At two Centers for Noninvasive Respiratory Management, the successful extubation of 23 of 26 intubated ALS patients on mechanical ventilators has been reported. All had failed one or more prior extubation attempts at other institutions and/or failed "ventilator weaning parameters" or spontaneous breathing trials. These patients refused tracheotomy before being successfully extubated to CNVS and MIE in our centers despite being "advanced" and "unweanable" (JBCV197, JBCV235).

 

NOTE:

 

Unlike for other neuromuscular diseases, successful extubation of ALS patients, who are "predominantly bulbar," does not approach 100%, and even when successful, advanced "bulbar" ALS patients can typically only be CNVS/MIE-dependent for about one year before tracheotomy becomes necessary anyway. Although, we offer many of our advanced bulbar ALS patients at least one or two extubation attempts before resorting to tracheotomy.

 

In general, once intubated, ALS patients with unmeasurable pre-intubation assisted cough peak flows (CPF) should be considered for tracheotomy rather than for extubation to CNVS and MIE.

 

 

ALS DECANNULATION

 

Decannulation

\dē-kan′yū-lā′shun\

Removal of an airway tube passed through the neck and into the windpipe (i.e. tracheostomy tube).

 

In general, ALS patients with tracheostomy tubes are evaluated for decannulation by measuring the assisted cough peak flow (CPF). In addition, the rate of bulbar-innervated muscle dysfunction (BIMD) should be evaluated by measuring the:

  • Vital capacity (VC),

  • Maximum insufflation capacity (MIC),

  • Assisted cough peak flow (CPF), and

  • Manual muscle testing every other month for at least 2-4 months.

Along with the patient's history, this will help to determine whether BIMD is too excessive to permit long-term benefit from decannulation.

 

For many ALS patients, MIC can increase with practice for months to years despite a decrease in VC and rapidly progressive skeletal muscle disease (JBCV146). Unfortunately, decannulation should generally be avoided for:

  • Patients with rapidly decreasing MIC

  • Patients with MIC that equal VC.

 

STATISTICS:

 

  • The successful decannulation of 10 ALS patients with stable bulbar-innervated muscle function has been reported.

    • Six were CTMV-dependent for as long as two years prior to decannulation. These patients had been intubated and had unnecessarily undergone tracheotomy for CTMV.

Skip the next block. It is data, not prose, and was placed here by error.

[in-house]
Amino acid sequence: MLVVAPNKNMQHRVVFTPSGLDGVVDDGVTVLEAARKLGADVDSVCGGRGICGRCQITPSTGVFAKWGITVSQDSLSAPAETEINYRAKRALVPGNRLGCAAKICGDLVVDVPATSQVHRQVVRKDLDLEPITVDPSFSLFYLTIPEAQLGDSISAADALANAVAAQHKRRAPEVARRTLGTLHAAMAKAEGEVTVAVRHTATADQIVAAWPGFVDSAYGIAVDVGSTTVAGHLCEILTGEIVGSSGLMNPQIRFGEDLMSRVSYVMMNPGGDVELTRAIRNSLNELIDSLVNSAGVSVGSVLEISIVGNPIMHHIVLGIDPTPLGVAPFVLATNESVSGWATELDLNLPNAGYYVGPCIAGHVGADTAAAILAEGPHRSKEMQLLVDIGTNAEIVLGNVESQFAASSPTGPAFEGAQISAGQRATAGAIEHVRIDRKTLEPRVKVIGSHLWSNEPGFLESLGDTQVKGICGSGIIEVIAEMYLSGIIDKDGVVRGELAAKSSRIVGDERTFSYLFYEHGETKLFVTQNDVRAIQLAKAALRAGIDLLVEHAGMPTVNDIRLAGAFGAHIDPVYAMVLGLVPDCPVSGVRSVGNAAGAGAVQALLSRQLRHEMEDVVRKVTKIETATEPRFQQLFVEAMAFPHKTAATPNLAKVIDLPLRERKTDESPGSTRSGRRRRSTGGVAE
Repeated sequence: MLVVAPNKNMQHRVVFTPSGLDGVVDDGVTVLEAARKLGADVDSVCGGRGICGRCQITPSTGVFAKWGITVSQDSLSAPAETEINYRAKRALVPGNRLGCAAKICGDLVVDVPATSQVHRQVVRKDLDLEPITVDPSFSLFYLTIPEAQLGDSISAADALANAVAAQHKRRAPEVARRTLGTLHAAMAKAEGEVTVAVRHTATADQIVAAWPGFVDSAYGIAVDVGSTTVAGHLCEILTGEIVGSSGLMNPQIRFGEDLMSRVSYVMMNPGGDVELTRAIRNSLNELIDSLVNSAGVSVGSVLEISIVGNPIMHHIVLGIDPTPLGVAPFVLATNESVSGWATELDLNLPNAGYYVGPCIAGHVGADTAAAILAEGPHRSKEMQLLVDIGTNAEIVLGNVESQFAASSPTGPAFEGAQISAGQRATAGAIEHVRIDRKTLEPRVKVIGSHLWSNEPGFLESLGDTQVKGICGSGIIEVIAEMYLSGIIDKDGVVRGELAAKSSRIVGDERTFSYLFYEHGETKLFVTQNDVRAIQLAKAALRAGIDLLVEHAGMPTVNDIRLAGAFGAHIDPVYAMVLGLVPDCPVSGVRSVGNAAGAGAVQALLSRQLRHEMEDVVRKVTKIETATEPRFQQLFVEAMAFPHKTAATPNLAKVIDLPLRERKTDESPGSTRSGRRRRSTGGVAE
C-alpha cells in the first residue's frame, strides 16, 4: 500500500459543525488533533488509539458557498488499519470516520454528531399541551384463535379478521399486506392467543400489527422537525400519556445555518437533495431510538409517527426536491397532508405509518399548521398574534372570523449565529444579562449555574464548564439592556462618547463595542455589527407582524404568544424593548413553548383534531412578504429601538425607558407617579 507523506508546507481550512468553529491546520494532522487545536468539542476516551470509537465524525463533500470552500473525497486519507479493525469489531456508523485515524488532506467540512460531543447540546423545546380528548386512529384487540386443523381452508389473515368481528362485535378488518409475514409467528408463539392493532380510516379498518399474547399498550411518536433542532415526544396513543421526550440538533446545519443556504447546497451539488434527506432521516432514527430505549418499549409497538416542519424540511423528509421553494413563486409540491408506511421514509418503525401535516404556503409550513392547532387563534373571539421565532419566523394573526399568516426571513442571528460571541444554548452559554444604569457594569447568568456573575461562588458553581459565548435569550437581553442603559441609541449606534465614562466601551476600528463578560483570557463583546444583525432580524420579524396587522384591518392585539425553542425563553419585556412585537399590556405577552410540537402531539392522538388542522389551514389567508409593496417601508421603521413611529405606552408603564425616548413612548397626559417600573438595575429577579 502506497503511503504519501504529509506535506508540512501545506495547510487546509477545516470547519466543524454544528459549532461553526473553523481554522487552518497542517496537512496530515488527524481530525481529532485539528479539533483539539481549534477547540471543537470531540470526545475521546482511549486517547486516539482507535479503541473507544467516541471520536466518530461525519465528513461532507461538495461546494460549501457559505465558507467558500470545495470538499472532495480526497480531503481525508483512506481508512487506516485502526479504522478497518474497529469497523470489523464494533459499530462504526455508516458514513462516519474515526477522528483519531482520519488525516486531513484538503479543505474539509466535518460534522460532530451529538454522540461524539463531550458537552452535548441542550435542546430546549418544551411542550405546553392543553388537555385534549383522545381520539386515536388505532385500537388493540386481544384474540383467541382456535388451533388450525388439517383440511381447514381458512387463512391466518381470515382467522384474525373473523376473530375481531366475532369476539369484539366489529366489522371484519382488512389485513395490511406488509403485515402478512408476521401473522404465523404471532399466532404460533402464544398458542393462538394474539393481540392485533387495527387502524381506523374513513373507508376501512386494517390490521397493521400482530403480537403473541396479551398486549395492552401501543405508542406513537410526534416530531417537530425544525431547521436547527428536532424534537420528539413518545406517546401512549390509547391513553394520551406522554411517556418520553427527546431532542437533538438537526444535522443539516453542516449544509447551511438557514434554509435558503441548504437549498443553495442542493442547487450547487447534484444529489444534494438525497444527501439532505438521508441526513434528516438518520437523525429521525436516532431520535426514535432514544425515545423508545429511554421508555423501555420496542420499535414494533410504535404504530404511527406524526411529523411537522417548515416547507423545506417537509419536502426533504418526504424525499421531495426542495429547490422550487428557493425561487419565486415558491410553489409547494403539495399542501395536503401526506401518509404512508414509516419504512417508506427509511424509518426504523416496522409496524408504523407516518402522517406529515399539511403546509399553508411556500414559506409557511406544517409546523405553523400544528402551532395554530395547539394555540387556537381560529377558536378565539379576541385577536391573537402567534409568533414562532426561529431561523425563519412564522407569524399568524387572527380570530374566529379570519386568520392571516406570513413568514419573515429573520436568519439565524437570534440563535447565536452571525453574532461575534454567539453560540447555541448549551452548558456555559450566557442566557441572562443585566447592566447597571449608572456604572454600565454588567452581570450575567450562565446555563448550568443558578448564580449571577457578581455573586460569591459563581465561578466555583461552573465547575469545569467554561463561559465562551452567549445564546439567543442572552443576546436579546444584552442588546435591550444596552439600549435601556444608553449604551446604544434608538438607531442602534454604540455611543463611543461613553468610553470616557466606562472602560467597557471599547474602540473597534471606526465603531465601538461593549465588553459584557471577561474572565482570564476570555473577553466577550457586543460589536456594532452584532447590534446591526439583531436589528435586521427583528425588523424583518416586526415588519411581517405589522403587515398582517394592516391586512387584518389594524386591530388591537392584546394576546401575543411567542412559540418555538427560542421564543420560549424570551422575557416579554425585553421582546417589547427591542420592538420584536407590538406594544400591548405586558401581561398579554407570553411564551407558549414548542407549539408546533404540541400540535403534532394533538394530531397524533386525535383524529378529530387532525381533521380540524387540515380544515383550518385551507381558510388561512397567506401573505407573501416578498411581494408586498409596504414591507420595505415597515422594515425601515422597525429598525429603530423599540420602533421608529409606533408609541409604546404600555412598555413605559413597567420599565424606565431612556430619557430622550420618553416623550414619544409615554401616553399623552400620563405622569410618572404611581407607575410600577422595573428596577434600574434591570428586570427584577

• Following decannulation, four patients weaned to less than 20 hours per day of NVS.

    • Following decannulation, six patients were CNVS-dependent for an average of 32.2 months (max of 7 years).

 

OUTCOMES AFTER DECANNULATION:

 

  • Re-tracheotomy when BIMD advanced.

  • Continued CNVS use (7 years and counting).

  • Inappropriately convinced by physicians to be electively re-tracheotomized within two months of decannulation.

  • Death six months following decannulation because BIMD advanced, and the patient preferred death to re-tracheotomy.

 

EXAMPLE:

 

A patient was intubated and underwent tracheotomy folowing acute respiratory failure. She was decannulated despite having no residual bulbar-innervated muscle function or measurable assisted CPF. She re-developed respiratory failure and was intubated at a local hospital. Due to continuous ventilator dependence, severe airway mucus encumberment, and refusing re-tracheotomy, she was transferred to our service. Again, she was successfully extubated to CNVS/MIE after aggressive MIE via the tracheostomy tube, which succeeded in clearing her airways and normalizing her oxygen saturation on room air. Although her BIMD was too severe for effective nasal or lipseal CNVS (she could not limit insufflation leakage with use of nasal or lipseal interfaces), CNVS was delivered via oronasal interface. Unexpectedly, one month after hospital discharge, she gradually weaned to sleep/nocturnal-only oronasal NVS until she died suddenly nine months later (probably of airway mucus associated asphyxia). Even in the absence of measurable assisted CPF, advanced "bulbar" ALS patients can sometimes be extubated to CNVS/MIE.

 

For the first time, European researchers and physicians are recognizing that ALS patients can become CNVS-dependent. Unfortunately, oral interfaces and MIE are not generally part of the noninvasive management regimen (ALS9). BreatheNVS could remedy the situation and improve outcomes for people living with ALS.